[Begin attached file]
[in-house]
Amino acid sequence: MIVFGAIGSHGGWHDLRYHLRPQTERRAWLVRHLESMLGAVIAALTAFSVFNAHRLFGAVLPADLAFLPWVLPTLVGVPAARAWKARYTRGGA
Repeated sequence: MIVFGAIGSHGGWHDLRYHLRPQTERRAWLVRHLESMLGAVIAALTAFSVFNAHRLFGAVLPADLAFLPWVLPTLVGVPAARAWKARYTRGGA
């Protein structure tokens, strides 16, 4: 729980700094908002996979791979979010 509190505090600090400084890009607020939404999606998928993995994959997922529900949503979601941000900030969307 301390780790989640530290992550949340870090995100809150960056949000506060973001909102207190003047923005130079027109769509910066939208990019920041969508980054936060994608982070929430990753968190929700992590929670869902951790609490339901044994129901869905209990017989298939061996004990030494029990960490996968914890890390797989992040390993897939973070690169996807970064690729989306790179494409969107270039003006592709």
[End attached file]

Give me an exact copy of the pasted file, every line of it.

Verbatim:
[in-house]
Amino acid sequence: MIVFGAIGSHGGWHDLRYHLRPQTERRAWLVRHLESMLGAVIAALTAFSVFNAHRLFGAVLPADLAFLPWVLPTLVGVPAARAWKARYTRGGA
Repeated sequence: MIVFGAIGSHGGWHDLRYHLRPQTERRAWLVRHLESMLGAVIAALTAFSVFNAHRLFGAVLPADLAFLPWVLPTLVGVPAARAWKARYTRGGA
């Protein structure tokens, strides 16, 4: 729980700094908002996979791979979010 509190505090600090400084890009607020939404999606998928993995994959997922529900949503979601941000900030969307 301390780790989640530290992550949340870090995100809150960056949000506060973001909102207190003047923005130079027109769509910066939208990019920041969508980054936060994608982070929430990753968190929700992590929670869902951790609490339901044994129901869905209990017989298939061996004990030494029990960490996968914890890390797989992040390993897939973070690169996807970064690729989306790179494409969107270039003006592709």